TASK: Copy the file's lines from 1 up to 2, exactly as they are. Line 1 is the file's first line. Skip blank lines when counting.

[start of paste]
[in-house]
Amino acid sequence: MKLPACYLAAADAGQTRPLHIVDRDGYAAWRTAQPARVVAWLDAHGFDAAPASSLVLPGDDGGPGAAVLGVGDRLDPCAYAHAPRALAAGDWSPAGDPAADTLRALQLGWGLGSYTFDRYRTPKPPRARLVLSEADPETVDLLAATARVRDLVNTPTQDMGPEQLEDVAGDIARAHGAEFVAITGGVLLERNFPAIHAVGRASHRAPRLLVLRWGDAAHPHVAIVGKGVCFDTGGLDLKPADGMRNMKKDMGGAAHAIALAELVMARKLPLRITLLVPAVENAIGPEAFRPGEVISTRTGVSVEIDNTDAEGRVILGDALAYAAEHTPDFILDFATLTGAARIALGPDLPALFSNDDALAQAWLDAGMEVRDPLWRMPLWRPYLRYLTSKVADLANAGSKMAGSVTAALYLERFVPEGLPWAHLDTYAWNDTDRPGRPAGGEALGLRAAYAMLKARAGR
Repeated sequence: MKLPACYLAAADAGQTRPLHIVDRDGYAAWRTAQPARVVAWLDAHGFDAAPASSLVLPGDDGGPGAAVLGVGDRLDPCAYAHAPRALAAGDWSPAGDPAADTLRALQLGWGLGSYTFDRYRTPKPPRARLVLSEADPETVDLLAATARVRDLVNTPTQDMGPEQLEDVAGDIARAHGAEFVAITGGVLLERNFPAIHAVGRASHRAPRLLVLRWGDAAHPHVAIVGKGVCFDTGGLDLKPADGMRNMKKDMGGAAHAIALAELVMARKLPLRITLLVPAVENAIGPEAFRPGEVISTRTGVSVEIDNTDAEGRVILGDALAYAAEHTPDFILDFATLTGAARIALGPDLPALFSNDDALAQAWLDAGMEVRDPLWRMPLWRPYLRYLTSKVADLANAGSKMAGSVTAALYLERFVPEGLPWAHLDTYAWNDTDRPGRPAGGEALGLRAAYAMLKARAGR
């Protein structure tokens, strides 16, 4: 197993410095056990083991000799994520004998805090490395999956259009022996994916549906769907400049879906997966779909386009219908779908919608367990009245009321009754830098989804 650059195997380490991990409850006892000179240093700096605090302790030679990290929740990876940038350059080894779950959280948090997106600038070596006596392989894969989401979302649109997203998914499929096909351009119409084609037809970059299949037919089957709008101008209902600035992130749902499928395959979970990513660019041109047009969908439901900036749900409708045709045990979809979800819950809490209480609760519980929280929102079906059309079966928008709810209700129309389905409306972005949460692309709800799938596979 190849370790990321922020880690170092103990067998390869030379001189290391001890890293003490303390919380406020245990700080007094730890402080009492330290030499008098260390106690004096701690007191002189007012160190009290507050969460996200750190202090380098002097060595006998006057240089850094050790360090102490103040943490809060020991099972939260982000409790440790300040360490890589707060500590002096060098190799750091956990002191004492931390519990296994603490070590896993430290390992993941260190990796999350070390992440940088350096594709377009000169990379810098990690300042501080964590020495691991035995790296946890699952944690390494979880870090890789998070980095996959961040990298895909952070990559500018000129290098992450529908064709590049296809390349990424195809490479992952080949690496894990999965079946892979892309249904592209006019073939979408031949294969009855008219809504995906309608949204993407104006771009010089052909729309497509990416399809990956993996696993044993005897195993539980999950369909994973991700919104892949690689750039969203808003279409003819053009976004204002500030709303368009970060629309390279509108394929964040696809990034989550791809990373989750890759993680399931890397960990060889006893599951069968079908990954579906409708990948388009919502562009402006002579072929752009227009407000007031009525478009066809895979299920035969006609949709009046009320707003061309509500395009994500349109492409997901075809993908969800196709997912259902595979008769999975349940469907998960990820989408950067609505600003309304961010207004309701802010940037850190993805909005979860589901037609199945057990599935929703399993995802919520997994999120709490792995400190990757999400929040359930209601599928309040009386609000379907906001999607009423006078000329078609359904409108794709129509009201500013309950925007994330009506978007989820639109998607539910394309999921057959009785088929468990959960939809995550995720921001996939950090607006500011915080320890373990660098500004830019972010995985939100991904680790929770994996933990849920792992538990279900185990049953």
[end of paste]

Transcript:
[in-house]
Amino acid sequence: MKLPACYLAAADAGQTRPLHIVDRDGYAAWRTAQPARVVAWLDAHGFDAAPASSLVLPGDDGGPGAAVLGVGDRLDPCAYAHAPRALAAGDWSPAGDPAADTLRALQLGWGLGSYTFDRYRTPKPPRARLVLSEADPETVDLLAATARVRDLVNTPTQDMGPEQLEDVAGDIARAHGAEFVAITGGVLLERNFPAIHAVGRASHRAPRLLVLRWGDAAHPHVAIVGKGVCFDTGGLDLKPADGMRNMKKDMGGAAHAIALAELVMARKLPLRITLLVPAVENAIGPEAFRPGEVISTRTGVSVEIDNTDAEGRVILGDALAYAAEHTPDFILDFATLTGAARIALGPDLPALFSNDDALAQAWLDAGMEVRDPLWRMPLWRPYLRYLTSKVADLANAGSKMAGSVTAALYLERFVPEGLPWAHLDTYAWNDTDRPGRPAGGEALGLRAAYAMLKARAGR